The first grain shipment from Ukraine since Russia’s invasion is ready and waiting for the signal to leave port, Ukraine’s President, Volodymyr Zelenskyy disclosed on Friday, July 29, 2022.
He was speaking on a visit to the port of Chornomorsk, after the United Nations (UN) Aid Chief, Martin Griffiths, said the ship could leave on Friday, July 29, 2022. A UN-led deal was signed a week ago to resume exports after a blockade that led to food price rises.
But Martin Griffiths, a British diplomat currently serving as Under-Secretary-General for Humanitarian Affairs and Emergency Relief Coordinator at the United Nations said “crucial details” still had to be ironed out. A source told Russian media that it could happen, barring unforeseen circumstances. With hopes of an imminent departure, President Zelenskyy joined Ambassadors from the G7 industrialised nations on the Black Sea coast, standing in front of the Turkish-registered ship, Polarnet.
While the ship is being loaded with grain, officials said another 17 ships are already laden with 600,000 tonnes of cargo. The UN Aid Chief made it clear that exports could only resume safely when the route through the Black Sea was finalised. Under the agreement signed by Russia and Ukraine, the sea corridor, convoy and inspection of the cargo are all being organised by a Joint Co-ordination Centre (JCC) in Turkey and final preparations were reportedly still not in place.
Control of the Black Sea
Russian naval forces control most of the Black Sea, leaving some 20 million tonnes of grain stored in Ukraine, awaiting export. An added risk to the operation is that the biggest port of Odesa has been mined by Ukraine’s military.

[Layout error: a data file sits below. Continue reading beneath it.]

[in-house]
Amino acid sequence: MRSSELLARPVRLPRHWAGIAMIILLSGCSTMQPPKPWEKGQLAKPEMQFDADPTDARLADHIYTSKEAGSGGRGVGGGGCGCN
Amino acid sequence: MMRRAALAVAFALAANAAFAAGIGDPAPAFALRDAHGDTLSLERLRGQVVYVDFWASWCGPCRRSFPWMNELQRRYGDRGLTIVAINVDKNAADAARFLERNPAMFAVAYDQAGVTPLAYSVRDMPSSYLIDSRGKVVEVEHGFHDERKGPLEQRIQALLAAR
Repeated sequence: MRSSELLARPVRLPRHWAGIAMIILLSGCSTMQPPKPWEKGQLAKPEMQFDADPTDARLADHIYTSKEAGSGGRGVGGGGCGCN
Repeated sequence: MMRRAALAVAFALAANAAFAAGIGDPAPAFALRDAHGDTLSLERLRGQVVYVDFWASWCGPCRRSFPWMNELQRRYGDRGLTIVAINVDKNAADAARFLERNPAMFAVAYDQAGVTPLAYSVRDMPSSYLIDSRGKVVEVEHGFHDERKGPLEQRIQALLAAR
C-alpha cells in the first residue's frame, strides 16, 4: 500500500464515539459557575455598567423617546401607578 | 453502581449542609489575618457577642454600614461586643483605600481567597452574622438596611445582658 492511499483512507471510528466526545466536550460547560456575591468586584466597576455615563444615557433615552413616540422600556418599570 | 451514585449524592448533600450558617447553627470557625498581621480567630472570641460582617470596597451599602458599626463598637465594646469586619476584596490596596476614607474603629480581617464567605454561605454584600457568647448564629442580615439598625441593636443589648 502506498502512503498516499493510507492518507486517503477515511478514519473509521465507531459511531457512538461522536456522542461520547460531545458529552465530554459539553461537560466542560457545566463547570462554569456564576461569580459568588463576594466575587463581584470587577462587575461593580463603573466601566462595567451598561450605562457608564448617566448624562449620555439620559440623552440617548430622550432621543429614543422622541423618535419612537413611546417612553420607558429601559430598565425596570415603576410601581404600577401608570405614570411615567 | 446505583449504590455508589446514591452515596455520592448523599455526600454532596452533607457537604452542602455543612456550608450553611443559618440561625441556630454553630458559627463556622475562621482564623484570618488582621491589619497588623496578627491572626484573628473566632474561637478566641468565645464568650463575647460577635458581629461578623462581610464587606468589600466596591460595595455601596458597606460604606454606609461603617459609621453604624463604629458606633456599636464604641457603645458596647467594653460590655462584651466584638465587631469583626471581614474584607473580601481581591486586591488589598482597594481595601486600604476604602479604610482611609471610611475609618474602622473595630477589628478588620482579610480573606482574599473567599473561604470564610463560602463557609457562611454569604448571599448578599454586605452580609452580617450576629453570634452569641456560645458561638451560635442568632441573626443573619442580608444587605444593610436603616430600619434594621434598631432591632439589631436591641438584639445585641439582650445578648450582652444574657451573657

The suspension of grain exports, now into a sixth month, has led to food shortages across Africa. The destination of the first ship is not yet clear, but the UN Aid Chief said Somalia is a priority. Eight areas of the country are at risk of famine.
President Zelenskyy said it is important for Ukraine to guarantee global food security “While someone, blocking the Black Sea, takes the lives of other countries, we are giving them opportunity to survive”. Although Russia fired missiles at Odesa port at the weekend, there is optimism that the deal, set for an initial 120 days, may work. Before Russia’s invasion, the two countries accounted for a third of the world’s exports of wheat and barley. Russia is also keen to resume its own exports of grain and fertiliser.
The regional head in Odesa, Serhiy Bratchuk, posted a map showing how the grain corridor to and from Odesa might work, with an area for inspection near the port and a route following the Ukrainian coast to the mouth of River Danube. Ukrainian officials said the Black Sea ports of Chornomorsk and Odesa are ready for ships to leave, while a third, Pivdennyi, would be prepared by the end of the week.
Hopes to Resume Fulltime Export
Foreign Minister, Dmytro Kuleba, said all the details of the first shipment had to be calculated and everything “checked once more, twice, three times”.
Martin Griffiths also told reporters on Thursday, July 28, 2022, that “There are, as you know, ships with grain in those Odesa ports ready to leave, and we have been hoping to see that happen even today or tomorrow”, adding that “But we can only see that happen safely when those procedures are clear and the parties in the JCC have agreed to those movements and where exactly is the corridor.”
Mr. Griffiths further disclosed that he thinks any problems would be settled very quickly, with the aim of returning to pre-war export levels of some five million metric tonnes a month.